By Steve Tawa
PHILADELPHIA (CBS) – After squaring off in the boardroom, slinging lawsuits back and forth, and making an offer to buy the other guys out, the dispute between the owners of the Inquirer will remain in Philadelphia.
Common Pleas Court Judge Patricia McInerney, who heard oral arguments on venue, has decided the case should be heard in Philadelphia, where the Inquirer and Daily News are headquartered.
A group of owners led by George Norcross sought to have the case heard in Delaware, where the parent company is incorporated.
The judge has set a hearing for November 13th on a preliminary injunction sought by a rival owners’ faction to reinstate Inquirer editor Bill Marimow, whose firing by publisher Bob Hall early last month touched off the owners’ feud.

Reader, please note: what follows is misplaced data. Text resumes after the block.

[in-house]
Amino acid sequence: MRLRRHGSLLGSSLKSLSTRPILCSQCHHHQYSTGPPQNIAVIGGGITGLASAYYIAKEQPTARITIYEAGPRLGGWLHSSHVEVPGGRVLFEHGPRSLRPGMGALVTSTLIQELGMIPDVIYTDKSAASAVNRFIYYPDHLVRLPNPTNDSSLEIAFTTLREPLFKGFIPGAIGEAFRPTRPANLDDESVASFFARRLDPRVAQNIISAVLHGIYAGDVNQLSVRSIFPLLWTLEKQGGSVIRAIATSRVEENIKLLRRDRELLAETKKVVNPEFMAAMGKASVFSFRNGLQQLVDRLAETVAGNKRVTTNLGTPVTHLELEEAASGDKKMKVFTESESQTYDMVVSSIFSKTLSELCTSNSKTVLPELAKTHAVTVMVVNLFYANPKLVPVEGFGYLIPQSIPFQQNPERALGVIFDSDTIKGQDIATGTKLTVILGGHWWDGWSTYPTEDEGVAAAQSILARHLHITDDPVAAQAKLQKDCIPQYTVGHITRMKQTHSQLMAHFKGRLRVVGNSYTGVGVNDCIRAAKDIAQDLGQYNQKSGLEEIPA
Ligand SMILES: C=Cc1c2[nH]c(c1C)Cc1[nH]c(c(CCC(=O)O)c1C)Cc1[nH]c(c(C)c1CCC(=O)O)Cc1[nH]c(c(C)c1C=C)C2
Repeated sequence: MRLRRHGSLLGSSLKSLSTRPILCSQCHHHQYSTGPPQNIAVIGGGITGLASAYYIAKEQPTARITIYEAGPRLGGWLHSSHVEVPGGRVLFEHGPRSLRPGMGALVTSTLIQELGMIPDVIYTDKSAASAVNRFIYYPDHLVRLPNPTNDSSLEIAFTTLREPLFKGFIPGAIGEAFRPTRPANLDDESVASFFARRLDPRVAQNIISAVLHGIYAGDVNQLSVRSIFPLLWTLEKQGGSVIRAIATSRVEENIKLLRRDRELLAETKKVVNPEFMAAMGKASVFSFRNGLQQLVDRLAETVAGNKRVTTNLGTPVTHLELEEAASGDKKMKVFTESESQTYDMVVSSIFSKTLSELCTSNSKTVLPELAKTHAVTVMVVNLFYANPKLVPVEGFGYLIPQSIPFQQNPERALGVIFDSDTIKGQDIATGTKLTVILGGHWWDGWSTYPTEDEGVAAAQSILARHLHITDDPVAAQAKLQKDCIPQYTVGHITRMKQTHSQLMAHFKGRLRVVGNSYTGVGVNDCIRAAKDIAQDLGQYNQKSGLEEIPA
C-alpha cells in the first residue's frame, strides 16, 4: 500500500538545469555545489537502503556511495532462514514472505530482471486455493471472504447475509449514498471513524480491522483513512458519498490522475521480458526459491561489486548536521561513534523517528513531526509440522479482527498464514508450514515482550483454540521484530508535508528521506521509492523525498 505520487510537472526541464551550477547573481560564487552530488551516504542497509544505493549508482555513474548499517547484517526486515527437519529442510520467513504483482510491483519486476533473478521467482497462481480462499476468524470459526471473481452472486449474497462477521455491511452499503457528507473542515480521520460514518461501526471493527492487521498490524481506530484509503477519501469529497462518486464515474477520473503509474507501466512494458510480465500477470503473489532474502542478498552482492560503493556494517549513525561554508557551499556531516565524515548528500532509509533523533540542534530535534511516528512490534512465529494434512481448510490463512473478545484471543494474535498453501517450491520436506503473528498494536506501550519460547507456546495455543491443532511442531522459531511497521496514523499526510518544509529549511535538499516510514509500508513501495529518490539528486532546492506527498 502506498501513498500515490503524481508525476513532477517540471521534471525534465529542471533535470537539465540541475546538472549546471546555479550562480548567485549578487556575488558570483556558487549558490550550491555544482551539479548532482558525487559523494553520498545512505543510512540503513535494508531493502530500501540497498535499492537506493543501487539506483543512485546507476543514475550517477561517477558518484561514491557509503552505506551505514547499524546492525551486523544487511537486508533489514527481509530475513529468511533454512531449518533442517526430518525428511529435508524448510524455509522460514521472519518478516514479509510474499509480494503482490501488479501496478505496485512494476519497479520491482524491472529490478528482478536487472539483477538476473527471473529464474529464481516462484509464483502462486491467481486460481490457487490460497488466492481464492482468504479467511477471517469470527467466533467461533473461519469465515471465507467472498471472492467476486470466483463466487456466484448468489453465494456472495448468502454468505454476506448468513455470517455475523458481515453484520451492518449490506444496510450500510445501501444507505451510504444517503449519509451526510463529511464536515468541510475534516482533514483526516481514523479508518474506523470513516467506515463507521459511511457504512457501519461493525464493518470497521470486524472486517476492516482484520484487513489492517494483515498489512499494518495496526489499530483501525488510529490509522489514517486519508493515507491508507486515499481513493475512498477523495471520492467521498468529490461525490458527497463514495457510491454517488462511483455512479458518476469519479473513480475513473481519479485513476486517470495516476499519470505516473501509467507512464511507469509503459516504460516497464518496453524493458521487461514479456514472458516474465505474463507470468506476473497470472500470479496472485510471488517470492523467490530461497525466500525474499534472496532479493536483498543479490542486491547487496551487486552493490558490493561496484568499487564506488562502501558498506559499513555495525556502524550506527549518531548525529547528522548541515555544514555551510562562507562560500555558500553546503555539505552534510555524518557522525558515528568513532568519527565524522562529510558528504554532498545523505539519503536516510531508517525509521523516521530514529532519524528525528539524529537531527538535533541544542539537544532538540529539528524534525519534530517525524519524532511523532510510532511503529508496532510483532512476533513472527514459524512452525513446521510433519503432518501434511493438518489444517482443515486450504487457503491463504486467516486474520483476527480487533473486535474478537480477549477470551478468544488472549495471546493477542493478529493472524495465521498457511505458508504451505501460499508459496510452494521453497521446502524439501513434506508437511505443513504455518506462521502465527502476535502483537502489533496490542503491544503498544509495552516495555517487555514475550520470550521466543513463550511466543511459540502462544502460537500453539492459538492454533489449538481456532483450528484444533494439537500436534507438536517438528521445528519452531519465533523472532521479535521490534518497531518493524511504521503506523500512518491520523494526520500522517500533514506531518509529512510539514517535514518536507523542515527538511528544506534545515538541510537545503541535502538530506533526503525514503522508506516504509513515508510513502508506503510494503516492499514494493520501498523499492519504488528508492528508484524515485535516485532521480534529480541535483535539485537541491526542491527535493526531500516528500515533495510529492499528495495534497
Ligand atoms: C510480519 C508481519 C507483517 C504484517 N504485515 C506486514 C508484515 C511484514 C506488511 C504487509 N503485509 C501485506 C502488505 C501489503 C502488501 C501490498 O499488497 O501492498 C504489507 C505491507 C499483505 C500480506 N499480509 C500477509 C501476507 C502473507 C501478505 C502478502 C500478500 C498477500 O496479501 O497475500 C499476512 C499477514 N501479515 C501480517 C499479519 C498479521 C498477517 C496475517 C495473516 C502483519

Owners Lewis Katz and Gerry Lenfest, who back Marimow, want Hall removed.
Marimow’s lawyer released daily circulation figures – on Marimow’s watch – that reflect a nearly 9% increase in the last 26-week reporting period, with Sunday readership holding steady.
The Norcross faction this week offered to buy out fellow co-owners with whom they are bickering.